Faced with incredible claims, we find ourselves comforted by plausible alternatives that join up evidence, even when the evidence is scant. This is particularly true in hypothetical areas of science, like theoretical physics or hypothetical biochemistry. In 1809, Lamarck published his theory of evolution by acquired traits. The theory was that different parts of the anatomy of any individual were either used, and thus strengthened, or not used and thus weakened; it is these states of strength and weakness that could be inherited from one generation to the next. This theory, despite the fact that amputees did not have amputated children, gained considerable traction. In the 1930s it even formed part of the Soviet dogma. This was a bad theory, but the existence of a plausible explanation comforted many who had doubts about the religious answer to the question. This is unreasonable thinking. Reasonable thinking would be able to dismiss Lamarckian evolution and Creation simultaneously―neither met the requirement of evidence―and instead hold that a sufficient answer is simply not available yet.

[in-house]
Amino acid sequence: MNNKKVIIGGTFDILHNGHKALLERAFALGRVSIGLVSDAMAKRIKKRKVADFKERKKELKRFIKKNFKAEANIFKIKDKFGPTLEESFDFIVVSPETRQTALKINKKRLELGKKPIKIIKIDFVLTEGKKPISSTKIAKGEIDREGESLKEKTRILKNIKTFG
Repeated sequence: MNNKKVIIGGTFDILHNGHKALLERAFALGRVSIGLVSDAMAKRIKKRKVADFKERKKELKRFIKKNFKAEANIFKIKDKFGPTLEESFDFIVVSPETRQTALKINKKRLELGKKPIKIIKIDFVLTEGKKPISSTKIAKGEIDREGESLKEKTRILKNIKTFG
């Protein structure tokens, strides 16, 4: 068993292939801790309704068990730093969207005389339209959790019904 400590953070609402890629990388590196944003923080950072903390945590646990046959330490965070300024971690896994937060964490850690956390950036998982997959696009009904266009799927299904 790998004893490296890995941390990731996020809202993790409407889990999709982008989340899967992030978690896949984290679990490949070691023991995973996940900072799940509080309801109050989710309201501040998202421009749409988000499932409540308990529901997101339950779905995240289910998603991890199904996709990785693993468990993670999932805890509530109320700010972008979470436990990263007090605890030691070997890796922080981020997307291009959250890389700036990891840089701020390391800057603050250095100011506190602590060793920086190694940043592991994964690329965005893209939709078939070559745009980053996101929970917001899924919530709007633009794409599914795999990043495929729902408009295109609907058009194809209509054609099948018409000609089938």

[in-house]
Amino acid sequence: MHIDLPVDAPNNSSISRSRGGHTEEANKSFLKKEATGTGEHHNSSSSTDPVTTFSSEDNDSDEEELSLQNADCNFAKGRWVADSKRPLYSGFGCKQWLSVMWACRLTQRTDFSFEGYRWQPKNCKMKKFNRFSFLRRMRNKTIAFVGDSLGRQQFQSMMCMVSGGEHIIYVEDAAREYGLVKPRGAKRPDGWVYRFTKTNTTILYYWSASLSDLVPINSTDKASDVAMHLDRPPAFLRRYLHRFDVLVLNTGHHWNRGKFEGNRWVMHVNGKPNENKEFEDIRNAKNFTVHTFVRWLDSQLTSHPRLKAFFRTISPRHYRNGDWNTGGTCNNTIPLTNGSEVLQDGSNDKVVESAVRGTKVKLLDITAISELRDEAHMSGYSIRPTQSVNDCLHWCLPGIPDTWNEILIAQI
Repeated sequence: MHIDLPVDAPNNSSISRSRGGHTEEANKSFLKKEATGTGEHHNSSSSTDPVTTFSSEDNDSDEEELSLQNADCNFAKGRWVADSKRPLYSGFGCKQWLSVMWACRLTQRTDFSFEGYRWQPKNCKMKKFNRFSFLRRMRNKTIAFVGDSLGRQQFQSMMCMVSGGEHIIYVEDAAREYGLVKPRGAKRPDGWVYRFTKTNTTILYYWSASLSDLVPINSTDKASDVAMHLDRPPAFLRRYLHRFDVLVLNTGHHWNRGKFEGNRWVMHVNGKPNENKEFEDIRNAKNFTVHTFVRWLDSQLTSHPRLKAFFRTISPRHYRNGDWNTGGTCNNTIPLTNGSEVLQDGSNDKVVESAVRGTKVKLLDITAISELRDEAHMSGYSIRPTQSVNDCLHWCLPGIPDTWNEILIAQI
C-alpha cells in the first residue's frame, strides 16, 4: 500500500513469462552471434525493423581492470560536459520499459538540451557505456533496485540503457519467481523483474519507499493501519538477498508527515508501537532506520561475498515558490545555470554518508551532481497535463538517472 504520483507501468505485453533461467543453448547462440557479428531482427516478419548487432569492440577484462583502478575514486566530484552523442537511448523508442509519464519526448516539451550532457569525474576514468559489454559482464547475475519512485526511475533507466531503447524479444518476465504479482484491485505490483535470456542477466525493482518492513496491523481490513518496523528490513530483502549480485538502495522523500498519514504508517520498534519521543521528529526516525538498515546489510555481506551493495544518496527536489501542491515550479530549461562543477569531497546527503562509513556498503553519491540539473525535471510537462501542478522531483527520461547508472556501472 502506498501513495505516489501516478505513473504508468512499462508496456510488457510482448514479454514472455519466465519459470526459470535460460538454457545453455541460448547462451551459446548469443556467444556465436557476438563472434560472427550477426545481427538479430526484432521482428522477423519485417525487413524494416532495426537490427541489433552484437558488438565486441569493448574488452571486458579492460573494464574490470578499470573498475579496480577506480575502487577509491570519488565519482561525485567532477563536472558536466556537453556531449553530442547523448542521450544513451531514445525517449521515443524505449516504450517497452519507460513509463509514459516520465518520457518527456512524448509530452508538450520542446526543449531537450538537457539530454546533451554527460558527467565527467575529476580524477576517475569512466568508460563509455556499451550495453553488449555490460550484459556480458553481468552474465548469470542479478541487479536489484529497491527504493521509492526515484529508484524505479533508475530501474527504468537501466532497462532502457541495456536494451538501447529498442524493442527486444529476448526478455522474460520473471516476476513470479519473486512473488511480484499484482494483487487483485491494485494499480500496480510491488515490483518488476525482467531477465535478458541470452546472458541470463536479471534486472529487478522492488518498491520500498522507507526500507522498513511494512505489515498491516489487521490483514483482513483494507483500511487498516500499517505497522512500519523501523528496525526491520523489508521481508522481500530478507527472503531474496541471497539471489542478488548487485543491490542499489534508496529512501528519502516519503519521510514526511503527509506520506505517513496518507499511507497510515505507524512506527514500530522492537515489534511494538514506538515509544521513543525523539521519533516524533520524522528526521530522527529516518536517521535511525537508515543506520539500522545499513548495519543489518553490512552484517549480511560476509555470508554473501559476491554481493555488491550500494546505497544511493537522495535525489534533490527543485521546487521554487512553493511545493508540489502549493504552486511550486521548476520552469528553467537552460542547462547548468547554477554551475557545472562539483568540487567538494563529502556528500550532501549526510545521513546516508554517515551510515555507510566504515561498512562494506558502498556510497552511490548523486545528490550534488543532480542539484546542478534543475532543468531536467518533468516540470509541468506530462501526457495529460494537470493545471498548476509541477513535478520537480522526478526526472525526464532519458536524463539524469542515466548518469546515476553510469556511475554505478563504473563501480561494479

Perhaps it is easy to say that from a modern perspective, knowing as we do that 50 years later Darwin would publish a more plausible account of evolution. From our comfortable position of knowing, perhaps it is immature for me to assume that the reasonable mind could have accepted ignorance for just half a century. But we are still in this position today, not with biology but with cosmogony and cosmology. We have plausible answers as to where the universe came from: the instability of nothing. The only comfort that should be available to us, though, it that we can tell our understanding is headed in the right direction. It seems doubtful that we have the right answer right now, but the kind of mechanisms that might be implicated are coming to light. By recognising that science, in fact, does not know the answer to the question of where the universe came from, science can enthusiastically continue our investigations at the frontier of knowledge and honestly reflect upon it.